^
Float <: ammonite.$sess.cmd1.F?
false
Compilation Failed
Frank S. Thomas
@fthomas
@jan0sch There is some discussion in #217 about operations on refined types and #527 introduced semigroups and monoids for numeric types. This is all we got currently when it comes to operations on refined types.
Jens Grassel
@jan0sch
Thanks, I'll take a look.
Erik Erlandson
@erikerlandson
Coincidentally, I'm also interested in semantics of operations, since it would inform how I design a solution for: erikerlandson/coulomb#25
Ben Hutchison
@benhutchison

@jan0sch +1 I feel your pain in terms of the unmet need.

Isn't a big part of the problem the lack of fine grained type classes for numerics in Scala core? We have the choice of

  • Trying to use the clunky Numeric, whose interface is far too coarse grained for many/most use cases (eg + can be safely defined on Positive things, but not -)

  • Pulling in Spire, which can feel pretty heavy as it's not an especially modular library

If fine grained numeric typeclasses were common is Scala, you (or another library author) would be empowered to define + or * for your positive float use case.

Im a bit ranty about this particular issue because I put together a scala/bug#5202 addressing this 8 years ago and got the sound of silence for my trouble.

Erik Erlandson
@erikerlandson
@benhutchison tangent to that topic, spire is planning to do a major refactor in the near future. One of the goals is to make more use of sub-packages. If you have any thoughts on factorization they'd be interested, over on https://gitter.im/typelevel/spire-dev (I've also proposed giving their typeclasses a dedicated sub-package)
Travis Brown
@travisbrown
@fthomas do you have any plans for a release with updated pureconfig + refined-pureconfig for 2.13?
Frank S. Thomas
@fthomas
@travisbrown I wasn't aware that pureconfig is already available for 2.13. I'll try to do a release tonight.
Frank S. Thomas
@fthomas
Frank S. Thomas
@fthomas
@travisbrown 0.9.9 has been released with refined-pureconfig for 2.13
Travis Brown
@travisbrown
Thanks much @fthomas! I just saw the Scala Steward PRs.
Matthias Langer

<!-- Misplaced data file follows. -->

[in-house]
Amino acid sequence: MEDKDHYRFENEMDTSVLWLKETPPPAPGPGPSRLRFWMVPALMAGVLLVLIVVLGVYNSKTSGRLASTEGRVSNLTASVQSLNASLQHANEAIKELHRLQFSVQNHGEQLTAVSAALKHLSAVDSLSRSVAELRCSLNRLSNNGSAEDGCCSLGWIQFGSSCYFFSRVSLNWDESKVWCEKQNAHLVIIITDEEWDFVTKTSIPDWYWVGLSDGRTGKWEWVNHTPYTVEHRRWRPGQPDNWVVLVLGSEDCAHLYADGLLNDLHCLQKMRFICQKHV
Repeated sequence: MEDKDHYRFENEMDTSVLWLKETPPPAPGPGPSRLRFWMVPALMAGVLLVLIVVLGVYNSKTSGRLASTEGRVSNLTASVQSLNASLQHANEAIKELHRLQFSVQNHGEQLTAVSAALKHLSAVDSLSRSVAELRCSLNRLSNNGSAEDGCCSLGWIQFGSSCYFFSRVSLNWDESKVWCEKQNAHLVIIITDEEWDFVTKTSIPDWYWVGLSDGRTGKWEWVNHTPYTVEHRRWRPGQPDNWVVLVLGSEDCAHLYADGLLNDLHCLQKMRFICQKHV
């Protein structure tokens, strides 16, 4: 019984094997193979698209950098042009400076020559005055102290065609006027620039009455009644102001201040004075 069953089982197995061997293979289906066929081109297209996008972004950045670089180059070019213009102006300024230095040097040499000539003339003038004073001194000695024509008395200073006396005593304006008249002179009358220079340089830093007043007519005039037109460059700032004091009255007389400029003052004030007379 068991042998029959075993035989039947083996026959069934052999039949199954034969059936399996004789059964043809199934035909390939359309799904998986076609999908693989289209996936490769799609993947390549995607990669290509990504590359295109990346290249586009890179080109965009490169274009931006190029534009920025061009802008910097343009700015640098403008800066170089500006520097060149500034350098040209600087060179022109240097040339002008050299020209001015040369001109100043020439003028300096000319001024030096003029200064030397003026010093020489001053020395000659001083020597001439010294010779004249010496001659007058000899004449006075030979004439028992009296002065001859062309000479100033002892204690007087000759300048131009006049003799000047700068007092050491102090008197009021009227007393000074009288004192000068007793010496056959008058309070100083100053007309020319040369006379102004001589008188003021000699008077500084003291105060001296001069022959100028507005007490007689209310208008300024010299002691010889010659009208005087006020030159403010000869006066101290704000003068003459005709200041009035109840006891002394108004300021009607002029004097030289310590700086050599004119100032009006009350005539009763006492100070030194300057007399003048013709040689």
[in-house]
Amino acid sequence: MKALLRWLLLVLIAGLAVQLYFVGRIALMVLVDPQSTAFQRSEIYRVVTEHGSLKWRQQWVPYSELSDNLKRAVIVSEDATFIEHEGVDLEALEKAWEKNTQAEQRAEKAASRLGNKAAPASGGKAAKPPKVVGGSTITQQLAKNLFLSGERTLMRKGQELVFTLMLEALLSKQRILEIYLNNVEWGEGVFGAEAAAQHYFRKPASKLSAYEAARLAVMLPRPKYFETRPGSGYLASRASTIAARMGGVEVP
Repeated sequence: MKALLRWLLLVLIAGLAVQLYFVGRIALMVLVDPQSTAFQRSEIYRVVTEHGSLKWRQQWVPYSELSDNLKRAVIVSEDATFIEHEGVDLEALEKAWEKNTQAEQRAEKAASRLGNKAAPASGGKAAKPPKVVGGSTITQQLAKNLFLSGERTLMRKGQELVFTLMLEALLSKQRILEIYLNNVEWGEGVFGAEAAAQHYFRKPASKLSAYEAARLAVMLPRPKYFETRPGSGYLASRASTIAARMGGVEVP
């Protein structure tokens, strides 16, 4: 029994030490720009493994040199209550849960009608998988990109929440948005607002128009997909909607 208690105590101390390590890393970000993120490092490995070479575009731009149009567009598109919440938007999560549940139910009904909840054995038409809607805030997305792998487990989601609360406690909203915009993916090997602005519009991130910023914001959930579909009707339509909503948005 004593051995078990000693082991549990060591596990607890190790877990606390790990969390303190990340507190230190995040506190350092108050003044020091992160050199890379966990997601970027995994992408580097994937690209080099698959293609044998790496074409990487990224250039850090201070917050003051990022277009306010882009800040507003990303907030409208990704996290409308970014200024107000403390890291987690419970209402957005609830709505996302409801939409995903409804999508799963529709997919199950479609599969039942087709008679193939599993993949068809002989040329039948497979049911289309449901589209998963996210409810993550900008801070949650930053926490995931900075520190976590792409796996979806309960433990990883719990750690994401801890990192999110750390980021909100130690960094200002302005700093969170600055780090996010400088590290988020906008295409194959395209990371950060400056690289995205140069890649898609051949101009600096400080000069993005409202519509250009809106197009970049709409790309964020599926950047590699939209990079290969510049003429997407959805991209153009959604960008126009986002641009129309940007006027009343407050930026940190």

@mlangc
What is the recommended way to go from List[A Refined P] to List[A]? list.map(_.value) works, but I wonder if there is a better way?
Frank S. Thomas
@fthomas
@mlangc list.map(_.value) looks good to me
Matthias Langer
@mlangc
OK, thanks, I thought that might be a way to safely convert List[A Refined P] to List[A] without any runtime overhead.
Isn't list.map(_.value) basically compiled to list.map(identity[A])?
Frank S. Thomas
@fthomas
I think if you put A Refined P into a list, the values will be boxed and a cast from List[A Refined P] to List[A] would be unsafe. Maybe with opaque types it will be possible to do this without runtime costs
Matthias Langer
@mlangc
You are right - I've just tried it out - the values are boxed. Thanks for the clarification!
Dominic Egger
@GrafBlutwurst

I have a project were I have quite a few (100 ish) of compile time verified literals for refined types and compile time is going through the roof :
[info] time spent in macroExpand : 2811 spans, ()33731.124ms (83.6%)
I think it's refined but I have a hard time hunting it down and verifying why it takes this long.

does anyone have experience with that kind of compilation profiling?

Oron Port
@soronpo
Are you by any chance using Eval?
Frank S. Thomas
@fthomas
I think this is implied by "compile time verified literals for refined types"
Frank S. Thomas
@fthomas
@GrafBlutwurst 100 ish of compile time verified literals will definitely have an effect on compile times: fthomas/refined#494
Dominic Egger
@GrafBlutwurst
jep I'm looking at that article. but refined doesn't show up in the resulting flamegraph
oh ok. is there a reason why this is so expensive? I assumed that the compile time verification is basically refineV in a macro
nvm the explanation is in the thread
time to link the xkcd about compiling in the project readme
Oron Port
@soronpo
@fthomas why is that? AFAIK similar constraints in singleton-ops does not cause that, although I'm not completely sure and can recheck.
Oh, never mind it's mentioned on the issue.
I guess the difference is that singleton ops traverses the type by itself without calling c.eval over and over.